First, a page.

This is the intro of the Complex Component Design series. Here are the posts in the series:
The title would probably better be “Somewhat Complex Component Design in Ember.js” but any title including ‘Somewhat’ rules out pompousness. I therefore don’t claim that the series of blog posts I intend to start here will represent the pinnacle of component design in Ember. There definitely are and definitely will be more complex component structures and scenarios.
The component developed in the series is one that autocompletes as the user starts to write the input and allows selecting from a fixed set of options. Nothing extraordinary but complex enough so that the design/interaction principles can be applied and explained while developing the component.
Important disclaimer: I am not an expert on component design (which, it seems to me, is quite a complex topic). I got intrigued by it thanks to Ryan Florence and his talks and learned most of the basics from him. My choice of component probably also has to do something with Ryan. He developed the ic-autocomplete component from which I took several ideas, sometimes simply copying the implementation.
So you probably ask: why reinvent the wheel? Why develop something that is already done and not something new?
First of all, I (and science says most of us) learn best by doing. I wanted to use an example where I already have a sample implementation but also understand why the original implementation did things as it did and see whether I can make the component simpler or more robust. I wanted to face the problems, to feel the pain of doing things a certain way, and find solutions for typical, recurring problems.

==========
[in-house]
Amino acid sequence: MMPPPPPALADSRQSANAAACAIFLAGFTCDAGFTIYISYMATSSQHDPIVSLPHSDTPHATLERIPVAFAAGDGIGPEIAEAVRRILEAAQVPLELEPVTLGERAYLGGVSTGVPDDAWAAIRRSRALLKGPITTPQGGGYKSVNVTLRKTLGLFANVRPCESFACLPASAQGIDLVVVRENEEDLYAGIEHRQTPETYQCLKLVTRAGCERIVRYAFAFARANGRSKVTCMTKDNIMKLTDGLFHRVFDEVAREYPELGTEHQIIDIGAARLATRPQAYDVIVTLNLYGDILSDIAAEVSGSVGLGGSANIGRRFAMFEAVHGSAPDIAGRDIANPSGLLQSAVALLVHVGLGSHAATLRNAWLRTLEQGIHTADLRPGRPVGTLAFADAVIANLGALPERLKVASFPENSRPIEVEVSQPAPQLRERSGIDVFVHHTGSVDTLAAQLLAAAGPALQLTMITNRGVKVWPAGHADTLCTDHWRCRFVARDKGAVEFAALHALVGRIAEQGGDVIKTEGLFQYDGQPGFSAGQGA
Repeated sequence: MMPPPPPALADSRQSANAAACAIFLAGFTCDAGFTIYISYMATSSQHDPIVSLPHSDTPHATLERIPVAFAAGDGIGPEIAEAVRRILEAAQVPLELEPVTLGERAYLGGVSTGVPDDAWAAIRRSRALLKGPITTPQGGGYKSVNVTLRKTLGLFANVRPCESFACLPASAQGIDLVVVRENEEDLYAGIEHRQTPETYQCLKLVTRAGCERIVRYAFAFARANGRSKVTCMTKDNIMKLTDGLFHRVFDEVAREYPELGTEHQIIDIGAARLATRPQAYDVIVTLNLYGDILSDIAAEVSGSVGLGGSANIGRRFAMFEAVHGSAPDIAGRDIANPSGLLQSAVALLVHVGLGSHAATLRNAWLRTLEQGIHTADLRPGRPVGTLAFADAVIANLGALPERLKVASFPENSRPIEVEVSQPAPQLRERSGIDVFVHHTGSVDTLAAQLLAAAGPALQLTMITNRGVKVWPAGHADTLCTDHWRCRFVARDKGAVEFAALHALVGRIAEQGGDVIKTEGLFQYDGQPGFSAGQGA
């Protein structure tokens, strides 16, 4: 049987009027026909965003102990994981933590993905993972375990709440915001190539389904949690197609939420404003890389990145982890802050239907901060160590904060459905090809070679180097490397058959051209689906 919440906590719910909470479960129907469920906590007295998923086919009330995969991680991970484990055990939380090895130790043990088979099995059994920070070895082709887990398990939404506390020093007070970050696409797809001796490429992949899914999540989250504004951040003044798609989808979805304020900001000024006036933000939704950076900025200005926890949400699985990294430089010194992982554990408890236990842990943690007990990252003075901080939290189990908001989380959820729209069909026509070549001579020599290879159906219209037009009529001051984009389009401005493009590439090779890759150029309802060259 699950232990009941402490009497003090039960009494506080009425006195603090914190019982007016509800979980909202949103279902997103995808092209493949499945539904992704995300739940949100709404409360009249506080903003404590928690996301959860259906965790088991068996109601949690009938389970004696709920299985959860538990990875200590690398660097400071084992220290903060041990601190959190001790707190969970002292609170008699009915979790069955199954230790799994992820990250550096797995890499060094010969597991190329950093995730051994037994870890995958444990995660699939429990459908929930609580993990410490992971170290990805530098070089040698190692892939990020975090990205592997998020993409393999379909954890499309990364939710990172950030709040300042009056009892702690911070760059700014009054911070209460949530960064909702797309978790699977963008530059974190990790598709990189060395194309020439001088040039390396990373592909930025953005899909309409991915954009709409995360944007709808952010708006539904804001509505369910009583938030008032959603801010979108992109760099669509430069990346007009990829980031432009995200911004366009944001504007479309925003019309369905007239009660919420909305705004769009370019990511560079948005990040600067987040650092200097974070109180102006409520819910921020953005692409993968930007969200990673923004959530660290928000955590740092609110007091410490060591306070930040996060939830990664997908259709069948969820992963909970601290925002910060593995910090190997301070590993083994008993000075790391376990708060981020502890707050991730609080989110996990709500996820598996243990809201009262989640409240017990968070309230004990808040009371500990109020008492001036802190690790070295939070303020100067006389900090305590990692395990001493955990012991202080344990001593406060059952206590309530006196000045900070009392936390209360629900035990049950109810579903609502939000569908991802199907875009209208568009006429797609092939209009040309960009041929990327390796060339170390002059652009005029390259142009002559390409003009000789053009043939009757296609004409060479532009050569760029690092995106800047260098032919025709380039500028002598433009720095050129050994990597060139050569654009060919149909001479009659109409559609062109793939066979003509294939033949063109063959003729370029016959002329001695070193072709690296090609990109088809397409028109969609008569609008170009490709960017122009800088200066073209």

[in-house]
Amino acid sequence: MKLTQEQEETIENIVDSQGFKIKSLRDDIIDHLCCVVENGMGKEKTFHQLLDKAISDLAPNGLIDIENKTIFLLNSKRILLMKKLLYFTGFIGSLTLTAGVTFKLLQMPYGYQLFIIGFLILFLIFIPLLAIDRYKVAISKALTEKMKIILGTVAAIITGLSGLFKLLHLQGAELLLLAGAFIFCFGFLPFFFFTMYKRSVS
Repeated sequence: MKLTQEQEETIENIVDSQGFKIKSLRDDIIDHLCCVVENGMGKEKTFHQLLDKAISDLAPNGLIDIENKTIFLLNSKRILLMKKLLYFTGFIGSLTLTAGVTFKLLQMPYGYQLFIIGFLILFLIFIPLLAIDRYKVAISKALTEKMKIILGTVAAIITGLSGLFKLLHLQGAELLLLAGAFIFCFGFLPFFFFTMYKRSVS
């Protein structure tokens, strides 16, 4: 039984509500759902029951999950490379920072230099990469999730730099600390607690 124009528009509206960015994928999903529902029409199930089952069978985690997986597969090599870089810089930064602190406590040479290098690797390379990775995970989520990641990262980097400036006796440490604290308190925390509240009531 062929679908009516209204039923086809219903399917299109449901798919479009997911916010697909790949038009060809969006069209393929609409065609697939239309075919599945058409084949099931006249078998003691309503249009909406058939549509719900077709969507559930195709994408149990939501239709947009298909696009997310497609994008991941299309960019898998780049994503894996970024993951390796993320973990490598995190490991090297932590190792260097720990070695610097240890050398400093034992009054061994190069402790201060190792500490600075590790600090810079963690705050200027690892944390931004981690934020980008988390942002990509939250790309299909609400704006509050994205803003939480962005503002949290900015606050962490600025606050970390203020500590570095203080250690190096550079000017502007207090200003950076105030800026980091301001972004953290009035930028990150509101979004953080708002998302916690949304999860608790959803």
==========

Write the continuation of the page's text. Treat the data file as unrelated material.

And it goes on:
It’s also important to remember that when Ryan developed their autocomplete component, there were no block parameters, no closure actions and no direct attribute bindings. One still had to resort to observers in several cases. Two-way bindings were still in, and the de-facto way of communication between pieces of a component structure.
Ember has come a long way since then and its components converged toward those of React in its reactive, “rerender everything” approach. Potentially some of the ideas explained in the series can be applied to React and other libraries, too, and thus might prove useful to more people.
To have something (almost) tangible in this first intro post, too, let me show you how one would interact with the finished(?) component. If you have read my earlier posts or my book, it will come as no surprise that I use it here to select a great musician from a defined set of them:
This short intro and the demo have hopefully whetted your appetite and you’ll join me for the next part of the series: